PubMed

    Zou, You; Xie, Jiarong; Wang, Binghong

    2016-01-01

    In this paper, we have captured an underlying mechanism of emergence of collective panic in pedestrian evacuations by using a modification of the lattice-gas model. We classify the motion of pedestrians into two modes according to their moods. One is gentle (mode I), the other is flustered (mode II). First, to research the cause for crowd, we fix the motion modes of pedestrians and increase the proportion of pedestrians with motion mode II (ρII). The simulation results show that the pedestrians with motion mode II are lack of evacuation efficiency and cause more casualties. Further, we use the SIS (susceptible-infective-susceptible) model to describe the spreading of the panic mood. The system can be in the high-mix state when the infection probability λ is greater than a fuzzy threshold. In addition, the distances S from wounded people to the exit are researched, the number of wounded people gets maximum at the internal S = 5∼10, which is independent of ρII and λ. This research can help us to understand and prevent the emergence of collective panic and reduce wounds in the real evacuation. PMID:27055024

  5. Evacuation of Pedestrians with Two Motion Modes for Panic System

    PubMed Central

    Zou, You; Xie, Jiarong; Wang, Binghong

    2016-01-01

    In this paper, we have captured an underlying mechanism of emergence of collective panic in pedestrian evacuations by using a modification of the lattice-gas model. We classify the motion of pedestrians into two modes according to their moods. One is gentle (mode I), the other is flustered (mode II). First, to research the cause for crowd, we fix the motion modes of pedestrians and increase the proportion of pedestrians with motion mode II (ρII). The simulation results show that the pedestrians with motion mode II are lack of evacuation efficiency and cause more casualties. Further, we use the SIS (susceptible-infective-susceptible) model to describe the spreading of the panic mood. The system can be in the high-mix state when the infection probability λ is greater than a fuzzy threshold. In addition, the distances S from wounded people to the exit are researched, the number of wounded people gets maximum at the internal S = 5 ∼ 10, which is independent of ρII and λ. This research can help us to understand and prevent the emergence of collective panic and reduce wounds in the real evacuation. PMID:27055024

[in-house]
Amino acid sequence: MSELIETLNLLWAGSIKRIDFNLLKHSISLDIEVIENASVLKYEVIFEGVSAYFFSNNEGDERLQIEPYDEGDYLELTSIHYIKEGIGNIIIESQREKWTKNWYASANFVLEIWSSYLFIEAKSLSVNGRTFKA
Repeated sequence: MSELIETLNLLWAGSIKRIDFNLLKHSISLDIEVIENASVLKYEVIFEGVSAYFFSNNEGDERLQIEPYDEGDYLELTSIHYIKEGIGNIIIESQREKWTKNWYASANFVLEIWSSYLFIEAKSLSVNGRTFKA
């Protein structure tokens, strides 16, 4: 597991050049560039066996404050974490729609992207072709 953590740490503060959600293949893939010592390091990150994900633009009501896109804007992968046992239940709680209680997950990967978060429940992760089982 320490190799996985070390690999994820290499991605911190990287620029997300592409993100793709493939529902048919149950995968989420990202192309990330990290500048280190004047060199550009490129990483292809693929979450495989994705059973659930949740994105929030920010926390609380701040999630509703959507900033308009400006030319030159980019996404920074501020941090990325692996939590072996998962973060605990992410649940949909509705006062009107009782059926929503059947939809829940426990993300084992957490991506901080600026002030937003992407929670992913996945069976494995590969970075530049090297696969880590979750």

6. Facial dog attack injuries.

    PubMed

    Lin, Wei; Patil, Pavan Manohar

    2015-02-01

    The exposed position of the face makes it vulnerable to dog bite injuries. This fact combined with the short stature of children makes them a high-risk group for such attacks. In contrast to wounds inflicted by assaults and accidents, dog bite wounds are deep puncture type wounds compounded by the presence of pathologic bacteria from the saliva of the attacking dog. This, combined with the presence of crushed, devitalized tissue makes these wounds highly susceptible to infection. Key to successful management of such wounds are meticulous cleansing of the wound, careful debridement, primary repair, appropriate antibiotic therapy, and rabies and tetanus immunization where indicated. This review presents an overview of the epidemiology, presentation, management of such emergencies, and the recent advances in the care of such patients. PMID:25829713

  7. When women attack.

    PubMed

    McLaughlin, Bryan; Davis, Catasha; Coppini, David; Kim, Young Mie; Knisely, Sandra; McLeod, Douglas

    2015-01-01